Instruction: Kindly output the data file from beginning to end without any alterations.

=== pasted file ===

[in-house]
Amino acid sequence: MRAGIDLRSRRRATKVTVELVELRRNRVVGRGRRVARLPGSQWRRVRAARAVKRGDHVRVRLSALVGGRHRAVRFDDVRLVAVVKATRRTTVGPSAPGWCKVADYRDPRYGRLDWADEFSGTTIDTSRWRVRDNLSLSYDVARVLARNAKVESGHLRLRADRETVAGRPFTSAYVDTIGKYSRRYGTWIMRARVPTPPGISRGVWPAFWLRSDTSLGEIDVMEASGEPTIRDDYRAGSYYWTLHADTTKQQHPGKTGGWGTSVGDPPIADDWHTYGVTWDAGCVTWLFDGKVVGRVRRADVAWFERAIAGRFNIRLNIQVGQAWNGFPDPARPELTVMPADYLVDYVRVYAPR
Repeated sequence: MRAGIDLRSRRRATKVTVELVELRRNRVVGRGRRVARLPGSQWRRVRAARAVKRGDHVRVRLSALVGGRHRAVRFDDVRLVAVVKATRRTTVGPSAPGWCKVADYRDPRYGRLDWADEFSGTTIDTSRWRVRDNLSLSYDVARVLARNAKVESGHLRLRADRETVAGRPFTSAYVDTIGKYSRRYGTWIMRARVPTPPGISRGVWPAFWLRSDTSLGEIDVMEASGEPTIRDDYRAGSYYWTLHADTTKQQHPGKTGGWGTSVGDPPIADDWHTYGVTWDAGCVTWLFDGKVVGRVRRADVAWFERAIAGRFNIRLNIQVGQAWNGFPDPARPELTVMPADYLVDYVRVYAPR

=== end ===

[in-house]
Amino acid sequence: MRAGIDLRSRRRATKVTVELVELRRNRVVGRGRRVARLPGSQWRRVRAARAVKRGDHVRVRLSALVGGRHRAVRFDDVRLVAVVKATRRTTVGPSAPGWCKVADYRDPRYGRLDWADEFSGTTIDTSRWRVRDNLSLSYDVARVLARNAKVESGHLRLRADRETVAGRPFTSAYVDTIGKYSRRYGTWIMRARVPTPPGISRGVWPAFWLRSDTSLGEIDVMEASGEPTIRDDYRAGSYYWTLHADTTKQQHPGKTGGWGTSVGDPPIADDWHTYGVTWDAGCVTWLFDGKVVGRVRRADVAWFERAIAGRFNIRLNIQVGQAWNGFPDPARPELTVMPADYLVDYVRVYAPR
Repeated sequence: MRAGIDLRSRRRATKVTVELVELRRNRVVGRGRRVARLPGSQWRRVRAARAVKRGDHVRVRLSALVGGRHRAVRFDDVRLVAVVKATRRTTVGPSAPGWCKVADYRDPRYGRLDWADEFSGTTIDTSRWRVRDNLSLSYDVARVLARNAKVESGHLRLRADRETVAGRPFTSAYVDTIGKYSRRYGTWIMRARVPTPPGISRGVWPAFWLRSDTSLGEIDVMEASGEPTIRDDYRAGSYYWTLHADTTKQQHPGKTGGWGTSVGDPPIADDWHTYGVTWDAGCVTWLFDGKVVGRVRRADVAWFERAIAGRFNIRLNIQVGQAWNGFPDPARPELTVMPADYLVDYVRVYAPR